It’s almost over, and I don’t know if I’ll make it. Nine straight days with the kids in the house. It started last Friday. I took Christian to his new preschool program in the morning. I had waffled on signing him up because it meant no babysitting on Fridays, but in the end, I knew it would be good for him, so there we were. He had a blast and pooped out in the car on the way home. As he slept, I got to take a shower, then we picked Rose up. Since Christian napped earlier, he was up during Rose’s after-school nap. So basically all the alone time I got was in the shower.
I did go out later that day – took the kids to Costco – but we didn’t go out for our usual Friday dinner. Big mistake. Saturday, I wrote the blog and hung around the house. Matt took the kids to swim class. That was the day it started snowing. Matt and I had planned for a date night, for the first time in months, but by late afternoon, the roads were getting bad, so we cancelled. No date night for us, and I didn’t leave the house all day. The kids were ok. Lately they’ve started roughhousing on the floor and we had to break that up a few times, and Rose likes to scream while flitting around the house, but that’s normal.
Sunday came, with more snow, so we enjoyed the coziness of being snowed in. The kids were getting restless – plastering themselves to the windows and whining – so we took them outside. Christian didn’t like it, but he did like handling the snow shovel so we let him do that. Rose learned how to throw snowballs – very accurately — as she aimed for the back of my neck. When we went back in, Rose and I made cake pops. On Monday – Martin Luther King Day — the snow melted a bit, and, anticipating a big storm on Tuesday night, Matt and Rose, stir crazy by now, went out to get milk. I kept saying that we should all go out just for the heck of it because we’d be stuck in the house, but we didn’t. Big mistake.
Some of the schools pre-emptively cancelled classes Monday night, but Rose’s school was, thankfully, still open. I emailed the teacher to say we’d be there. I was ready to get the kids out of the house by then, especially knowing we’d have a huge (for here) snowstorm midweek. So we got ready for school Tuesday morning. And then it started snowing. Got an email from Rose’s preschool teacher – school was cancelled.
Rose was disappointed, and so was I, but we called our neighborhood babysitter and placated Rose with a movie. Rose was not liking being in the house, and she was also not liking the attention the babysitter was paying to her brother. From our temporary office lair downstairs, Matt and I heard her stomp off and slam the door to her room several times. She loooves this babysitter too, so we knew being in the house was getting to her. Tuesday wasn’t even “the big snow.” We were expecting eight inches of snow on Wednesday. So I knew school would be cancelled Wednesday and, more than likely, because they do not have snow management in the Seattle area, Thursday. I expected that I’d at least get some preschool on Friday.
So by this time, I’d had the kids all day, every day, since Saturday. I know I sound like a horrible parent, but I am just not used to having them more than three days in a row, unless we’re on vacation, and even then we make arrangements for alone time. I feel bad about it, but I am just not the stay-all-day-with-the-kids type. I need that time away from them to pursue my own work so I can be an effective parent when they’re around.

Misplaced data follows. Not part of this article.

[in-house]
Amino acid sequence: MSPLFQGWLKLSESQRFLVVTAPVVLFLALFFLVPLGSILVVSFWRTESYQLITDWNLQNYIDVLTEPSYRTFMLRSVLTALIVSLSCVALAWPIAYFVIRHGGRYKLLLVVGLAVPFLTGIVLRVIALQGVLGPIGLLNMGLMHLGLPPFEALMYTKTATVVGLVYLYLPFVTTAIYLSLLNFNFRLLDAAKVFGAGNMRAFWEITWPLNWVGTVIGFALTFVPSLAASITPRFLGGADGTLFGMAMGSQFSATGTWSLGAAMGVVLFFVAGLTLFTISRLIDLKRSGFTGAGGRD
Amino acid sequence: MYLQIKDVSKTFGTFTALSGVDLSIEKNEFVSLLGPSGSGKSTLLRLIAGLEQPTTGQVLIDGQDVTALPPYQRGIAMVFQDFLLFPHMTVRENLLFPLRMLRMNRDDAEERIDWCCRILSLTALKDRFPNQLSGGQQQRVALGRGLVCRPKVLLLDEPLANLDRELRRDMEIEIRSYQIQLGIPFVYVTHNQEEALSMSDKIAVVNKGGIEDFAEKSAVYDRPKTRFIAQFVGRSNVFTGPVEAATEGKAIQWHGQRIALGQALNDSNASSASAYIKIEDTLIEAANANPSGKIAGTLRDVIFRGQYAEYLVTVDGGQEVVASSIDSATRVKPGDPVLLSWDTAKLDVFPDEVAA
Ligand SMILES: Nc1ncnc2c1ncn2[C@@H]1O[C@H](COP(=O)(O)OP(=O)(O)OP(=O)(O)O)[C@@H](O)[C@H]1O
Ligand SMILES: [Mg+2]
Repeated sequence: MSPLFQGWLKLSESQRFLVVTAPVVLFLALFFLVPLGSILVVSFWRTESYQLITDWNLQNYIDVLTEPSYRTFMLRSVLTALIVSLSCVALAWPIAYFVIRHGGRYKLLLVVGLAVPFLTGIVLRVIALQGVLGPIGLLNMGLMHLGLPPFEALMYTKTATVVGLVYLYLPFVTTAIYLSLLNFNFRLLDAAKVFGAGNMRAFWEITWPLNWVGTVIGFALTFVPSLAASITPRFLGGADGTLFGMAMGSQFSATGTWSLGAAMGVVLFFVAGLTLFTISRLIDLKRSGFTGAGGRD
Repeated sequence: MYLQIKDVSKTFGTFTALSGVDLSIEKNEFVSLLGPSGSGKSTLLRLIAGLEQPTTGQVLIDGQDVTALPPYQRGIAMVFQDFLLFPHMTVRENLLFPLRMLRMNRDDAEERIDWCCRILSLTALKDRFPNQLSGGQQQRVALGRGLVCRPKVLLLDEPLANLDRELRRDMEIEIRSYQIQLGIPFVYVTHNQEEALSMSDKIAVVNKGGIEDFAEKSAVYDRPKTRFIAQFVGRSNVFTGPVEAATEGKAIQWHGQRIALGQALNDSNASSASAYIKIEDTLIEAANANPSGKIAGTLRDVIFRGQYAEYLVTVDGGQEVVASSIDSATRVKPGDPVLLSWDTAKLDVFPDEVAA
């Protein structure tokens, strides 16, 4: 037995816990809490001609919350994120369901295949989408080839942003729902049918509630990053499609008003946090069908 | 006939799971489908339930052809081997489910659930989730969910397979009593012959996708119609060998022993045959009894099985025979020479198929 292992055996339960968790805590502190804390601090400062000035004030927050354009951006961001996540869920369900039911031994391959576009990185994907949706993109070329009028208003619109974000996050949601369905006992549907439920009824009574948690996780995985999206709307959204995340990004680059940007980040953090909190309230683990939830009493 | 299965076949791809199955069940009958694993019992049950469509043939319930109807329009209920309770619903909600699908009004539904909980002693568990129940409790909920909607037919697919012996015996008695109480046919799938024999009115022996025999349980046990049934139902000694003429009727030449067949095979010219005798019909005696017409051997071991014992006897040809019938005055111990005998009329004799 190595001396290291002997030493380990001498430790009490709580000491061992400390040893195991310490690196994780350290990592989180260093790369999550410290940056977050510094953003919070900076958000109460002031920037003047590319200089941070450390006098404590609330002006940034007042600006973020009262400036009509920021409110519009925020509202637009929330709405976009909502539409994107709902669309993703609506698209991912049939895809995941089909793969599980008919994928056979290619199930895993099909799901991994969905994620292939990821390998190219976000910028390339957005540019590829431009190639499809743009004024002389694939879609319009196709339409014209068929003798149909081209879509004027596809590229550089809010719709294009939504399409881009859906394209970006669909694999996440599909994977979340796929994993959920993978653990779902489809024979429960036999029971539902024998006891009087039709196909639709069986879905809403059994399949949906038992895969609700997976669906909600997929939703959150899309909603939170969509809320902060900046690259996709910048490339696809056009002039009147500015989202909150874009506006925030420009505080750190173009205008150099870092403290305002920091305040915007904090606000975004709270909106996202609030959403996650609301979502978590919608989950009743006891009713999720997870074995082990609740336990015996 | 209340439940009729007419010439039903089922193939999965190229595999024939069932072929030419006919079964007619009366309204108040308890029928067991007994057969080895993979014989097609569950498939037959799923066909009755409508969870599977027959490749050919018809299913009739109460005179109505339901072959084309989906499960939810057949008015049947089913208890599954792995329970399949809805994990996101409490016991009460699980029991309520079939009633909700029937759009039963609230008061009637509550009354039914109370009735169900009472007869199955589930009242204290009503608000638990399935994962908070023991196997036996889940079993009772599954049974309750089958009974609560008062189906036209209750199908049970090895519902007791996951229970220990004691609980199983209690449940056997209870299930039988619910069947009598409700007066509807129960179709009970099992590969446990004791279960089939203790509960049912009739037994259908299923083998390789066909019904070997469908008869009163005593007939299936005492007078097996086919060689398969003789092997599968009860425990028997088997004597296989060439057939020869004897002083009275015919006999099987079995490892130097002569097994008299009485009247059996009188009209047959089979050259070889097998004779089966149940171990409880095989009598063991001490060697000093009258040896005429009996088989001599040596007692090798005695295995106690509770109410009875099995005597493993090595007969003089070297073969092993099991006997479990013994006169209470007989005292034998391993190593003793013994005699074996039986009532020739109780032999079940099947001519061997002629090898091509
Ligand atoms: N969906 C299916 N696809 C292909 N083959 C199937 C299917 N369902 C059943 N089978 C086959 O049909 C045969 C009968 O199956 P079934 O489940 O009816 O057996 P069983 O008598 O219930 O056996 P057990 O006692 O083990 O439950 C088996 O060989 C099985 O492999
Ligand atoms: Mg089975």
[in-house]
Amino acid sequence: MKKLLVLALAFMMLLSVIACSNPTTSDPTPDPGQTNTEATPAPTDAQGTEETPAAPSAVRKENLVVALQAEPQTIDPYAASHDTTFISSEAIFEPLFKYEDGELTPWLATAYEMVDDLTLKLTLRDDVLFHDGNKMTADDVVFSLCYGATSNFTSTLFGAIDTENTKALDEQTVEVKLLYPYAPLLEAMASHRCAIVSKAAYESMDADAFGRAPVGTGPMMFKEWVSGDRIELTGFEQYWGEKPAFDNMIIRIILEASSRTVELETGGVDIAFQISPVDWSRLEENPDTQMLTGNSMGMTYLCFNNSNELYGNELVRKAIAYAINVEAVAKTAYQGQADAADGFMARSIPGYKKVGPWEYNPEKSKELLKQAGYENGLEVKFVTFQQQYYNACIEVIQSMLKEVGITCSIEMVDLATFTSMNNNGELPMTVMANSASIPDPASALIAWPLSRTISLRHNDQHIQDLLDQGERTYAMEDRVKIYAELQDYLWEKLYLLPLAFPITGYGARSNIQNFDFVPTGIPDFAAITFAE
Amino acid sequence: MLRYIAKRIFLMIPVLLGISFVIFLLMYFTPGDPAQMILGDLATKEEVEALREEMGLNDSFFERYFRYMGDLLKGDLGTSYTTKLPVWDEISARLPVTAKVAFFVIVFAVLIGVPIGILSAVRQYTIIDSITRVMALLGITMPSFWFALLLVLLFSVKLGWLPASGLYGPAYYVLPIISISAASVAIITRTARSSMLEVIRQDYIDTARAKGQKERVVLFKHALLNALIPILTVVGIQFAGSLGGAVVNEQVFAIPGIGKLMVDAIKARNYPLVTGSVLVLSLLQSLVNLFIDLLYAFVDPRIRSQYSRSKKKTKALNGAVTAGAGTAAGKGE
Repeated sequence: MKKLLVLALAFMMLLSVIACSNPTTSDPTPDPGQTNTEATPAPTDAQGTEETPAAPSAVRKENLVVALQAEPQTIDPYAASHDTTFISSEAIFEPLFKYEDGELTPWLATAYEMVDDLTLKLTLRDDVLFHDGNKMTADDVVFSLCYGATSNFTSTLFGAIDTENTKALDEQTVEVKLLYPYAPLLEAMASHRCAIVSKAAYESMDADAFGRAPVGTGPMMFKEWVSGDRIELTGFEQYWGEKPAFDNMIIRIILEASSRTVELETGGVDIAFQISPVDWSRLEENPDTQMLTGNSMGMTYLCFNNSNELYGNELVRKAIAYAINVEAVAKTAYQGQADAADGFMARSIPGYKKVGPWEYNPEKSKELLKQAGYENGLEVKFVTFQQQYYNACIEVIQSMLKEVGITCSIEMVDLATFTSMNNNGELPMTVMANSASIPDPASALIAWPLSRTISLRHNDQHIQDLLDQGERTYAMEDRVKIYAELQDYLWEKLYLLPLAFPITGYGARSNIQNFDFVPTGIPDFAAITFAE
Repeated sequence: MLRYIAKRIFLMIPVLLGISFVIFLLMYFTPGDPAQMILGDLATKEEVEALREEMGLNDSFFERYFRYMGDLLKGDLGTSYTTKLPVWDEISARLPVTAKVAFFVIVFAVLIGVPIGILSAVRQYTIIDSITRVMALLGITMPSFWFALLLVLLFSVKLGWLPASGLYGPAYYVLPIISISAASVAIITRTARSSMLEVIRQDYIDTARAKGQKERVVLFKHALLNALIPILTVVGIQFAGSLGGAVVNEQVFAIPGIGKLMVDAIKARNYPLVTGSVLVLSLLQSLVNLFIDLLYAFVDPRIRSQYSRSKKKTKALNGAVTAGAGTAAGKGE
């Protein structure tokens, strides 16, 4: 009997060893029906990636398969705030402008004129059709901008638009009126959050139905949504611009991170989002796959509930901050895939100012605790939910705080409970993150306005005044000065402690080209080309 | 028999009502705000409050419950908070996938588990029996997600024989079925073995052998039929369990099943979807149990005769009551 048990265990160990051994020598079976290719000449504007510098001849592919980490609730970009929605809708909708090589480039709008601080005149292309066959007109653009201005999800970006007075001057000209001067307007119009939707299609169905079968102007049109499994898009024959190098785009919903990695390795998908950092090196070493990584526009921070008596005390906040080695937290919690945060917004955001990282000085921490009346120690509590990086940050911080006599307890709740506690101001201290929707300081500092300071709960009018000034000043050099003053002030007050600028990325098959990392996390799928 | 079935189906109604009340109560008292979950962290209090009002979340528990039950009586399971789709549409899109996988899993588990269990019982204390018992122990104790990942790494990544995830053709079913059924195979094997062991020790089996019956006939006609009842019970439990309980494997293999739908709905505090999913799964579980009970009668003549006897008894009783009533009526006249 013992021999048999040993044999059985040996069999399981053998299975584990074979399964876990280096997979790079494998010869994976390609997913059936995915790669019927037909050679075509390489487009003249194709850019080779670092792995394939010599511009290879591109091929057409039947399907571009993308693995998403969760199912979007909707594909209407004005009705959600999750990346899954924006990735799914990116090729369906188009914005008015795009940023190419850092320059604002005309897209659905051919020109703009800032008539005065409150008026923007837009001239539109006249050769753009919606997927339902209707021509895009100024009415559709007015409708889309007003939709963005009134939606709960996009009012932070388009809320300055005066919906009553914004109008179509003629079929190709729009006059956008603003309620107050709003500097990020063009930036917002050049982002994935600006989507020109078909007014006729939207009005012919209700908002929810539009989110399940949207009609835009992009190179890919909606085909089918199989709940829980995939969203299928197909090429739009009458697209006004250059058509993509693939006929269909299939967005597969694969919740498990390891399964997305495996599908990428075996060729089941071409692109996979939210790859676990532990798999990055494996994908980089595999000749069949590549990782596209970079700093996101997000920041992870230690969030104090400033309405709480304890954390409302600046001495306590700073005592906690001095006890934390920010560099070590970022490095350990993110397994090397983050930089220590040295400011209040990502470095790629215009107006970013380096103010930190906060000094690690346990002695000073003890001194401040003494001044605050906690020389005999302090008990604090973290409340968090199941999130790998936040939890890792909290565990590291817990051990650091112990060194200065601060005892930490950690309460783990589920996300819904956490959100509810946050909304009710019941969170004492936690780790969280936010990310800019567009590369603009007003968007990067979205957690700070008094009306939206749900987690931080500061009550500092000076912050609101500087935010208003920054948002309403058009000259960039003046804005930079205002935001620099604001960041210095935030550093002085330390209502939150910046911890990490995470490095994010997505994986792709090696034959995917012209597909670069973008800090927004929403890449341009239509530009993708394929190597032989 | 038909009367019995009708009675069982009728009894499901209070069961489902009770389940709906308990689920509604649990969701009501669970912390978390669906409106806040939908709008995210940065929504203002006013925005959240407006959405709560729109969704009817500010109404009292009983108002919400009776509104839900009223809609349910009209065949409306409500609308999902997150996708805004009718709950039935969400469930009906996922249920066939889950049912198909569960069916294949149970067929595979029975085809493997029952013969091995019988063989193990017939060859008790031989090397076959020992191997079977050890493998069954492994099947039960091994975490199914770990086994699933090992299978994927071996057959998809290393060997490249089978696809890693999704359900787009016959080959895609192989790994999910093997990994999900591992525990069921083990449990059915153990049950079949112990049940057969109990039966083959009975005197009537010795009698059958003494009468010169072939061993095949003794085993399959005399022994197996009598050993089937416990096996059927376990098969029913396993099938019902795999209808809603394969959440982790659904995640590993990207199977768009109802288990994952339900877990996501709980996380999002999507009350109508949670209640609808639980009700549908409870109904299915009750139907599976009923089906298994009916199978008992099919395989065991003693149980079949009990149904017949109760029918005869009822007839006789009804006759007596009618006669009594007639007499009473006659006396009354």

Having the kids in the house above you is not the same as having them out of the house. Rose kept coming downstairs; I had to come upstairs to make lunch; and I heard the constant stomping of little feet and screeching of little lungs, and booms followed by crying. I’m very thankful we had the babysitter but I am used to being alone in the house a few hours a day. And I am used to leaving the house every day, and I hadn’t done that since Friday.
It snowed all day Wednesday. The babysitter came again and took the kids out in the snow. Our neighbors were out with sleds and the kids went sledding down our road. We do that here. It’s a hill and it won’t get plowed, so that’s where everybody sleds. Matt and I worked downstairs. By this time we could not stand staying in the house, so we all went to play in the snow after naps. All of our neighbors were out – some we only see on snow days. We had fun chatting and sledding, until we heard a couple of transformers blow. I wanted to sled more – I only went down once – but I went in to make dinner, in case we lost power.
It snowed Thursday. Same routine. School closed. Babysitting in the morning. Out in the snow after naps. A hundred posts on Facebook, trying to connect with the outside world. The roads were still white.
Preschool was closed again Friday, because the roads weren’t clear yet, but we had hope, because it was supposed to warm up and start raining. It did, and I have never been so grateful for rain in my life. It cleared the roads and melted most of the snow, and we went out, me for the first time in a week, Friday night.
And here I am today, back in the house, writing the blog. What did all this snow teach me? It taught me a lot about how stir crazy I, and the kids, can get. It taught me that when I think I should get out of the house, I should do it. It also taught me that some things are out of my control, and that I should use every resource to deal with it the best I can. I’ll have to remember all that I’ve learned. We’re expecting another snowstorm next week.